When Lisa came that night, we tried again as we were doing range of motion exercises. After putting the  mask on me, Lisa positioned me on my bed. I chanced to look in the hallway and saw Cecilia; frantically I signaled to Lisa to shut the door so my daughter would not see. Doors shut, Lisa proceeded to do my exercises while I did my best to adapt to my newest gift from Louise. I tried to relax, to get into a rhythm, but it did not work.

I'll try again but I think I will send the machine back. The only thing I will ever suffer through in spite of discomfort is a beautiful pair of shoes.



I don't know how long I will be able to brush my teeth by myself, but I'm going to hold out for as long as I can.

My current toothbrush is a battery-powered Crest spin-Pro (or something like that); I like it because all the bristles move and the handle is big enough for me to hold. Unfortunately, the casing is very smooth and, as my left hand grip weakens, it is hard to hold.  As of today I will use a new Oral-B toothbrush that has all the attributes of the other brush but has a chunkier handle, to wit:

Jenny informs me the character on my new toothbrush is none other than Wall-E of Pixar fame. I don't know anything about him but if he makes toothbrushing an independent activity I am his biggest fan.

Since we are on the subject, let me describe this independent activity to you. Seated in the bathroom (yes, I multitask), my caregiver places a hand towel on my lap. A dab of toothpaste is applied to the brush; the brush is then placed in my left hand at an angle which allows me to start brushing on the right side. The bristles go in my mouth and my caregiver turns on the toothbrush then exits to give me some privacy. Holding the tooth brush with my left hand and pushing a little with my right, I clean the outside   teeth on the right, back to front. To switch to the other side I hold the toothbrush with my front teeth while I switch hands, then I clean the outside of the left. Keeping my hands  in this position I then move to the lower right side, this time front to back. A quarter turn of the brush (while holding it steady with my teeth)  and I can brush the top right, back to front. Another shift and the top left is attended to, and a final quarter turn brings me to the bottom left. I spend an extra few minutes revisiting the front teeth before I put the toothbrush on the towel in my lap.

I love brushing my teeth.

Weekend update

 How was your weekend? I hope it was restful and enjoyable. Mine was an adventure.

After purchasing the wheelchair-friendly van, Adam, Lynne, Ricardo and I decided to go on a road trip. Our destination: New York City! Award points  would pay for our room at the Hyatt, reservations were made for Top of the Rock, and we would take a ride on the Staten Island ferry. Several days before the trip, however, a situation arose which required an adjustment to the plans. Bethesda was now the hotel destination, and Baltimore the fun day activity location. The Top of the Rock was replaced  by the World Trade Center of Baltimore observation deck, and the Staten Island ferry  was   replaced  by the Spirit of Baltimore lunch cruise (complete with singing waitstaff). My power chair got me around just as well as if  I could walk.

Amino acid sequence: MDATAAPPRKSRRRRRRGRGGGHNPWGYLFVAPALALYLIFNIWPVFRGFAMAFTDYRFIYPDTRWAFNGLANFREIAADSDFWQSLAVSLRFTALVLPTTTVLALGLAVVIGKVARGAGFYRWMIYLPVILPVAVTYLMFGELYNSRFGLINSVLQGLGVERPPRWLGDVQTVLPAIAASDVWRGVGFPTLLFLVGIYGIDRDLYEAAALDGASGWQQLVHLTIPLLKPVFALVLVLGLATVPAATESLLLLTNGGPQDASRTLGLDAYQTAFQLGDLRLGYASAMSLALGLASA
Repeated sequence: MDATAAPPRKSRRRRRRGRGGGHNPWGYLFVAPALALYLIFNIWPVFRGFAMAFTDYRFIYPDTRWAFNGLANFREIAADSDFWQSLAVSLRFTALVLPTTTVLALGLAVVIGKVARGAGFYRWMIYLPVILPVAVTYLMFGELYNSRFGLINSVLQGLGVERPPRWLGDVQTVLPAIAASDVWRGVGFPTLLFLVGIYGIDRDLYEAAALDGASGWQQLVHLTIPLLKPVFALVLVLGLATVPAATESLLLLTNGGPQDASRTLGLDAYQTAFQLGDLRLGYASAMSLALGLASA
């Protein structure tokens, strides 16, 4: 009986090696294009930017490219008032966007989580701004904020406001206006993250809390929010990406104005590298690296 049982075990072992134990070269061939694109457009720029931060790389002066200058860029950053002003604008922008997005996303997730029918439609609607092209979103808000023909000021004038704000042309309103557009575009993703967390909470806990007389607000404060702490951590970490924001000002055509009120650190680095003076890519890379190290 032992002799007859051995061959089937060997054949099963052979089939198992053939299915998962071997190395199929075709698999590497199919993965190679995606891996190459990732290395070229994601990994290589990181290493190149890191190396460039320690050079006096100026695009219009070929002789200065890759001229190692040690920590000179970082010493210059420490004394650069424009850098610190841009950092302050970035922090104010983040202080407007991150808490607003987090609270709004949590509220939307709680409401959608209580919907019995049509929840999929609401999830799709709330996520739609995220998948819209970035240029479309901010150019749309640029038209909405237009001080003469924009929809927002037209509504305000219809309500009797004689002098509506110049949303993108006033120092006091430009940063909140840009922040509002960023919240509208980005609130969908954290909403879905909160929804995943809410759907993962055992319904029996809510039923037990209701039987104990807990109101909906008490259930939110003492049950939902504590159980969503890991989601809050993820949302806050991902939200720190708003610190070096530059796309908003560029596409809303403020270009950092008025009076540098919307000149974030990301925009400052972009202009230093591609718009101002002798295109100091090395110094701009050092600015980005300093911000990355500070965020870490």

What stands out in my mind, and is a memory I will always cherish, pertains to my friends. Lynne took such incredible care of me; she insisted  on giving me a full shower and did not bat an eye  when helping me in the bathroom. She and Adam took turns feeding me; she, Adam, and Ricardo  all made sure I was able to  drink my various beverages.  On one occasion, Lynne and Adam both had to help me in to and out of the bathroom at Adam's house; one held me up while the other did the pull down, then one held me up while the other managed the paper and the pull up. Adam practically carried me back to my wheelchair. When I was finally situated, we all took a moment to regroup;  I thought to myself how lucky I am to have such incredible friends.

In the last several weeks I've had visits from friends I made from all the different chapters in my life.  I count myself very fortunate indeed.

How very comforting

  I seem to have a stoolmate...


Adventures in mommysitting

 My poor Cecilia. It never fails that, in those few hours each day when she is left alone with me, some new adventure occurs.

As usual, I needed help getting to the bathroom. Cecilia has mastered the art of getting me up from the stupid chair and onto the potty and there were no issues this time around. After I'd finished cleansing, drying, and flushing, I called her to help get me back to the stupid chair. She very ably  lifted me up, pulled up the knickers, took hold of my wrists and we minced our way back toward my stupid chair. As we approached, we noticed the very lovely (but very slippery) zebra pillow had fallen forward and was in a position to wreak havoc. This is where the fun began.

Desiring to move the pillow out of the way, Cecilia attempted to hold me with one hand. I am much higher maintenance than that and I immediately began to teeter. Fortunately I was able to move toward the upholstered bench and there I landed, albeit precariously near the edge. It  was no easy task to  shift the land m-ass but I managed.

I wrote not long ago about taking a tumble in this very same area; my caregiver's attempt  to stand me up failed and I landed on my knees. Frightened that Cecilia lacked the strength to lift me  from this lower position, I quailed at her insistence that she could do it but agreed to try. It did not take long for my legs to prove untrustworthy and down I went, onto the bench.